All governments - local or national - edit history curricula to their own advantage. Or attempt to.

 

Sorry.

True, it would not be that bad if it were only history they been doing this to.
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Do you honestly think the curriculum wasn't presenting an unbalanced treatment of your history already?

 

All governments - local or national - edit history curricula to their own advantage. Or attempt to.

 

Sorry.

 

Textbooks are not rewritten yearly on who won the Civil War, what the reasons for the Revolution were, or who our most important Founding Fathers are. You don't remove Thomas Jefferson because you're a Republican!

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Textbooks are not rewritten yearly on who won the Civil War, what the reasons for the Revolution were, or who our most important Founding Fathers are. You don't remove Thomas Jefferson because you're a Republican!

I think the point was that the history curriculum is probably skewed in favour of showing how wonderful the United States is.

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I think the point was that the history curriculum is probably skewed in favour of showing how wonderful the United States is.

 

Which I'm pretty sure is both irrelevant to the subject matter since it is a US history textbook, and pretty much the same thing every other nation does.

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You don't remove Thomas Jefferson because you're a Republican!

 

Yea, removing Thomas Jefferson is pretty stupid. Frankly, it's also pretty stupid to write about the Civil War the way textbooks present it, but that's a different issue. :lol:

 

Putting more about religion's impact on history = Good, for all the reasons Jae listed

Removing certain important people because they said things some people don't like = Terrible

 

So--good in one way, bad in another. That's all I can say.

Edited by Endorenna
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So, they're rewriting history just to teach kids about religion and how state and church should be together? This just makes me believe more and more that religion should be banned. It's done more harm than good. I also think the school board members would freak out if they learned that some of the Founding Fathers were deists.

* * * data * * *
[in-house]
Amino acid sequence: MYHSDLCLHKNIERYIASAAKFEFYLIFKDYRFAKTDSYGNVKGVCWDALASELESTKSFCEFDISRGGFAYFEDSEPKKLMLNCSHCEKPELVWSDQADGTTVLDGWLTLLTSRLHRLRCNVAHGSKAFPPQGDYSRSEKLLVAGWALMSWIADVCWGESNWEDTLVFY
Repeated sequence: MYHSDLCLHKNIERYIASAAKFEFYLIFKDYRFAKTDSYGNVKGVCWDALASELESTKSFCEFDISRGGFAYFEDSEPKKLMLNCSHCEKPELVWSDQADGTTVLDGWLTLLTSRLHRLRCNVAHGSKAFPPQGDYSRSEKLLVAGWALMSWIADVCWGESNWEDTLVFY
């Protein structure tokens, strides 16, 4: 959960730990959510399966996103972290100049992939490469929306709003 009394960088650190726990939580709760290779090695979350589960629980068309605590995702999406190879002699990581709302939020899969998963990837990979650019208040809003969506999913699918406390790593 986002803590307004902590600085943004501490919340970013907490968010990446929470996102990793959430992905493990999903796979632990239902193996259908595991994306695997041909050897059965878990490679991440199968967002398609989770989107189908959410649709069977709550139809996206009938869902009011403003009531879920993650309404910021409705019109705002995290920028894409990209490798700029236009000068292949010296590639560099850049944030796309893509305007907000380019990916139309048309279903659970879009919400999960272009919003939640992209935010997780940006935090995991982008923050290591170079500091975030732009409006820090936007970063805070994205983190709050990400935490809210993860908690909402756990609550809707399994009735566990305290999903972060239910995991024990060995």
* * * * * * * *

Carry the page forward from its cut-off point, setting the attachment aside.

You know what, I'm tired of advocating talking to these people.

 

Kill them all.

 

People like these don't deserve to live in the United States. They **** on all the values we've tried to establish and protect for over 200 years. They'd praise Al Queda if they happened to be Christian instead of Muslim.

 

Ditto on both of the above. I'm sick of religious jackasses who can't seem to realize religion isn't everything, and may not even be right. Someone remind me never to go to Texas, as I happen to be an agnostic. :¬:

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Textbooks are not rewritten yearly on who won the Civil War, what the reasons for the Revolution were, or who our most important Founding Fathers are. You don't remove Thomas Jefferson because you're a Republican!

:yodac:

New editions of textbooks are written all the time, including in the history field. I've bought enough of them to know.

 

I re-read this article to see just what was being proposed.

 

They also included a plank to ensure that students learn about “the conservative resurgence of the 1980s and 1990s, including Phyllis Schlafly, the Contract With America, the Heritage Foundation, the Moral Majority and the National Rifle Association.”

Well, Reagan and Bush 1 were conservatives--that's historical fact and should be acknowledged. If it's not, I have a problem with that textbook. The Moral Majority and the Contract with American had definite effects on our political and economic history, and that can't be swept under the rug.

Dr. McLeroy, a dentist by training, pushed through a change to the teaching of the civil rights movement to ensure that students study the violent philosophy of the Black Panthers in addition to the nonviolent approach of the Rev. Dr. Martin Luther King Jr. He also made sure that textbooks would mention the votes in Congress on civil rights legislation, which Republicans supported.